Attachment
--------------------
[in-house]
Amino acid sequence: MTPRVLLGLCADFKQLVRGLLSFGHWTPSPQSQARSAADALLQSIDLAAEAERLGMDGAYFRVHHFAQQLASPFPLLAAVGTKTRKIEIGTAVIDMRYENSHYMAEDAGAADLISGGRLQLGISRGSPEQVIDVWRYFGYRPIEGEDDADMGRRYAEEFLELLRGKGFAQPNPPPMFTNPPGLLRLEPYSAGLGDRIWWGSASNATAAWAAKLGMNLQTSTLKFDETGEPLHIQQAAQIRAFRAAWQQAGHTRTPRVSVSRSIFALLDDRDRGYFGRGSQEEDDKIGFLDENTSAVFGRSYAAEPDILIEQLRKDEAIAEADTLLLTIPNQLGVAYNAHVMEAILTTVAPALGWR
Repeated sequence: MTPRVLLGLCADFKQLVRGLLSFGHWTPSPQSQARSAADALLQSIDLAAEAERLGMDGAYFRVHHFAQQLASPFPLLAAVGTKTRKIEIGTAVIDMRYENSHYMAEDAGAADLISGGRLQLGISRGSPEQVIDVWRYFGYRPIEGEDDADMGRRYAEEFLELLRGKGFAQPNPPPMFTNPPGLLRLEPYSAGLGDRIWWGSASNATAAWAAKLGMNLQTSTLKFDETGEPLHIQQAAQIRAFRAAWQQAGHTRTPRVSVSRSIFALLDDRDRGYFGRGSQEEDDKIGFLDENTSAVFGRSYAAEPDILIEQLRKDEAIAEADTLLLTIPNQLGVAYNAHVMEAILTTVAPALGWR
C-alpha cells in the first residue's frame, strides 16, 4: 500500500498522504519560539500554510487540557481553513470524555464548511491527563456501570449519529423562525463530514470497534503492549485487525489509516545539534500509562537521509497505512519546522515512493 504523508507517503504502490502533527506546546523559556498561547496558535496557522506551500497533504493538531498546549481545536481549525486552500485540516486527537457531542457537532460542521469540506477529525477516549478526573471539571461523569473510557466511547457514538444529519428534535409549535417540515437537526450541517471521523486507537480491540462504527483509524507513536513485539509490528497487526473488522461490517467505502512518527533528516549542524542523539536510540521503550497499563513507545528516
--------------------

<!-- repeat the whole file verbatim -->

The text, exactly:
[in-house]
Amino acid sequence: MTPRVLLGLCADFKQLVRGLLSFGHWTPSPQSQARSAADALLQSIDLAAEAERLGMDGAYFRVHHFAQQLASPFPLLAAVGTKTRKIEIGTAVIDMRYENSHYMAEDAGAADLISGGRLQLGISRGSPEQVIDVWRYFGYRPIEGEDDADMGRRYAEEFLELLRGKGFAQPNPPPMFTNPPGLLRLEPYSAGLGDRIWWGSASNATAAWAAKLGMNLQTSTLKFDETGEPLHIQQAAQIRAFRAAWQQAGHTRTPRVSVSRSIFALLDDRDRGYFGRGSQEEDDKIGFLDENTSAVFGRSYAAEPDILIEQLRKDEAIAEADTLLLTIPNQLGVAYNAHVMEAILTTVAPALGWR
Repeated sequence: MTPRVLLGLCADFKQLVRGLLSFGHWTPSPQSQARSAADALLQSIDLAAEAERLGMDGAYFRVHHFAQQLASPFPLLAAVGTKTRKIEIGTAVIDMRYENSHYMAEDAGAADLISGGRLQLGISRGSPEQVIDVWRYFGYRPIEGEDDADMGRRYAEEFLELLRGKGFAQPNPPPMFTNPPGLLRLEPYSAGLGDRIWWGSASNATAAWAAKLGMNLQTSTLKFDETGEPLHIQQAAQIRAFRAAWQQAGHTRTPRVSVSRSIFALLDDRDRGYFGRGSQEEDDKIGFLDENTSAVFGRSYAAEPDILIEQLRKDEAIAEADTLLLTIPNQLGVAYNAHVMEAILTTVAPALGWR
C-alpha cells in the first residue's frame, strides 16, 4: 500500500498522504519560539500554510487540557481553513470524555464548511491527563456501570449519529423562525463530514470497534503492549485487525489509516545539534500509562537521509497505512519546522515512493 504523508507517503504502490502533527506546546523559556498561547496558535496557522506551500497533504493538531498546549481545536481549525486552500485540516486527537457531542457537532460542521469540506477529525477516549478526573471539571461523569473510557466511547457514538444529519428534535409549535417540515437537526450541517471521523486507537480491540462504527483509524507513536513485539509490528497487526473488522461490517467505502512518527533528516549542524542523539536510540521503550497499563513507545528516